E[T(t)] = lim r->infinity{integral_-r to r: [1/(2*pi*i)](1-exp(-izt)/[z(1-phi(z))] dz}
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Old 11-21-2007, 03:00 PM   #9
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Re: Math puzzle: Breaking the camel\'s back.

Quote:
Quote:


With probability 1/2 , the camel's back will be broken first on the second straw . You may argue that the probability x2 <x1 is 1/2 and so the probability 1< x1+x2 <1+x1 is 1/2 .


Let me clarify this part . x2 may either belong to the interval [0,x1] or [x1,x2] and either choice is equally likely . The probability x2 belongs to [0,x1] is 1/2 , or equivalently , the probability x2 belongs to [1,1+x1] is 1/2 .
I still don't really understand this reasoning.

Can someone explain it further, as if to a mildly retarded twelve-year-old?
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Old 11-21-2007, 07:38 PM   #10
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Re: Math puzzle: Breaking the camel\'s back.

Quote:
Part 1: Your camel's back can hold 1 unit. Straws have weights which are uniformly distributed from 0 to 1 unit, and independent of each other. You add one straw at a time. If the weights are 0.7, 0.1, 0.8..., then your camel's back breaks on the 3rd straw. On average, how many straws does it take to break your camel's back?
There are many solutions. In white, I have written up the one I found without pencil or paper when I was 13 after an uncle posed the problem at a family Thanksgiving dinner, and at which blah_blah hinted.

The expected value of a random variable X taking positive integer values is the sum of the probabilities P(X>=1)+P(X>=2) + P(X>=3) + ... This useful trick is actually a change of the order of summation in something that looks like a single sum, but can be expanded:

E(X)
= P(X=1) + 2 P(X=2) + 3 P(X=3) + ...
= P(X=1) + P(X=2) + P(X=3) + ...
+ _________P(X=2) + P(X=3) + ...
+ _______________ + P(X=3) + ...

Summing rows, this is
P(X>=1)+
P(X>=2)+
P(X>=3)+...

Anyway, P(X>=n) = P(the first n-1 straws add up to less than 1, so with k=n-1 we want the sum of the probabilities that the first k straws add up to less than 1 for k=0,1,... The plane x1+...+xk =1 cuts off a simplex of volumn 1/k! from the unit cube, so the expected value is 1/0! + 1/1! + 1/2! + ... = e.


Also at that dinner, we discussed the geometric mean of the numbers in [0,1], which is again related to e.

I'll post my solutions to Parts 2 and 3 later. I used a method which at least looks different from the suggestions of blah_black and bigpooch. However, I would not be surprised if they were all similar, from some perspective.
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Old 11-21-2007, 11:55 PM   #11
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Re: Math puzzle: Breaking the camel\'s back.

Quote:
Quote:
Part 1: Your camel's back can hold 1 unit. Straws have weights which are uniformly distributed from 0 to 1 unit, and independent of each other. You add one straw at a time. If the weights are 0.7, 0.1, 0.8..., then your camel's back breaks on the 3rd straw. On average, how many straws does it take to break your camel's back?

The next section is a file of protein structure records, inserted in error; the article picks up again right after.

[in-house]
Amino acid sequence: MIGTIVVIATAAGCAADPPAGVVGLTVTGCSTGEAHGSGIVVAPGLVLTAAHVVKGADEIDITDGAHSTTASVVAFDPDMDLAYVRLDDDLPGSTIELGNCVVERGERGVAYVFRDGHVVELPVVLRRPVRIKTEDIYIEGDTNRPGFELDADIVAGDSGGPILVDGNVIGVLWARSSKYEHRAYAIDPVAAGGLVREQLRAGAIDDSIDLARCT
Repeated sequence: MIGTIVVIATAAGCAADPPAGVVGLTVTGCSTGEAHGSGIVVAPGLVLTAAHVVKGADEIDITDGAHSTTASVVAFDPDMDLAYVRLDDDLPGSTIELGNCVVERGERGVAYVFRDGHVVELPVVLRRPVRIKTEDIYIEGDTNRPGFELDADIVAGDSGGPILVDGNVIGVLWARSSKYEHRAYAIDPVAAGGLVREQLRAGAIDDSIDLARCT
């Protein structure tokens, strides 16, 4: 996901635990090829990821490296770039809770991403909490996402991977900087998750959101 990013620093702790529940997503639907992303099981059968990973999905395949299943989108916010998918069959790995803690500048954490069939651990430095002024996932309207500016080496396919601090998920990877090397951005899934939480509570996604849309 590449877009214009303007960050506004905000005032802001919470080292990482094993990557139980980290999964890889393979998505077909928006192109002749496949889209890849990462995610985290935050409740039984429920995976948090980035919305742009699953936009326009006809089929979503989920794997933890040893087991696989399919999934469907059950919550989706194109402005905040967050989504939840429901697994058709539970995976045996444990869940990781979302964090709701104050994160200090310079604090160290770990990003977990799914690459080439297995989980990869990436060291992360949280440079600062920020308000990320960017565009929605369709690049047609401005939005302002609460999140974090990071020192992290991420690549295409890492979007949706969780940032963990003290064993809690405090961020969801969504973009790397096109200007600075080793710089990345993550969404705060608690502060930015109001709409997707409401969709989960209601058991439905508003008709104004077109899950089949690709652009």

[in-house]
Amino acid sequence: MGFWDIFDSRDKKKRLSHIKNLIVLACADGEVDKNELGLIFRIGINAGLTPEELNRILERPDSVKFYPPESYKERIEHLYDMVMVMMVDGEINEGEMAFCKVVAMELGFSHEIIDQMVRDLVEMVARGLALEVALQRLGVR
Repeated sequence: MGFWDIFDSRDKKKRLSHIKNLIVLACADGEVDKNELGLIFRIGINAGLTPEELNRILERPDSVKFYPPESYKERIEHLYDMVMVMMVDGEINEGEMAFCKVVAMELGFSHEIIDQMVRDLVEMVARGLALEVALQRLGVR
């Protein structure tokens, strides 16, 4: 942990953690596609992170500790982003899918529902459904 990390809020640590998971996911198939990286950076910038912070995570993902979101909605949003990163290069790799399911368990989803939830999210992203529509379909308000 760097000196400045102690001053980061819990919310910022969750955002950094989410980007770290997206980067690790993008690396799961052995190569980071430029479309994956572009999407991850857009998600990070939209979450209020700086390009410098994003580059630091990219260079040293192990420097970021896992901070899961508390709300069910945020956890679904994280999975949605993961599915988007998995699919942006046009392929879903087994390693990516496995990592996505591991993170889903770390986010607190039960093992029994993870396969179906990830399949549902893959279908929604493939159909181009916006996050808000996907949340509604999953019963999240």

There are many solutions. In white, I have written up the one I found without pencil or paper when I was 13 after an uncle posed the problem at a family Thanksgiving dinner, and at which blah_blah hinted.

The expected value of a random variable X taking positive integer values is the sum of the probabilities P(X>=1)+P(X>=2) + P(X>=3) + ... This useful trick is actually a change of the order of summation in something that looks like a single sum, but can be expanded:

E(X)
= P(X=1) + 2 P(X=2) + 3 P(X=3) + ...
= P(X=1) + P(X=2) + P(X=3) + ...
+ _________P(X=2) + P(X=3) + ...
+ _______________ + P(X=3) + ...

Summing rows, this is
P(X>=1)+
P(X>=2)+
P(X>=3)+...

Anyway, P(X>=n) = P(the first n-1 straws add up to less than 1, so with k=n-1 we want the sum of the probabilities that the first k straws add up to less than 1 for k=0,1,... The plane x1+...+xk =1 cuts off a simplex of volumn 1/k! from the unit cube, so the expected value is 1/0! + 1/1! + 1/2! + ... = e.


Also at that dinner, we discussed the geometric mean of the numbers in [0,1], which is again related to e.

I'll post my solutions to Parts 2 and 3 later. I used a method which at least looks different from the suggestions of blah_black and bigpooch. However, I would not be surprised if they were all similar, from some perspective.
Was your uncle the anomaly, or is your entire family filled with mathematicians?
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Old 11-22-2007, 12:29 AM   #12
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Re: Math puzzle: Breaking the camel\'s back.

Quote:
Quote:


With probability 1/2 , the camel's back will be broken first on the second straw . You may argue that the probability x2 <x1 is 1/2 and so the probability 1< x1+x2 <1+x1 is 1/2 .


Let me clarify this part . x2 may either belong to the interval [0,x1] or [x1,x2] and either choice is equally likely . The probability x2 belongs to [0,x1] is 1/2 , or equivalently , the probability x2 belongs to [1,1+x1] is 1/2 .
is there something i dont get about the notation here? how can x2 belong to the group [1,1+x1] if x2 in itself cant be >1?
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Old 11-22-2007, 09:20 AM   #13
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Re: Math puzzle: Breaking the camel\'s back.

x2 is either less than x1 or is in between x1 and 1 (note I have x2 above which is a typo) . The probability it is less than x1 is 1/2 . If it is less than x1 with probability 1/2 , then it must belong to the interval [1,1+x1] with the same probability 1/2 . Since adding 1 to x2 has the same distribution as x1 .
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Old 11-23-2007, 08:17 PM   #14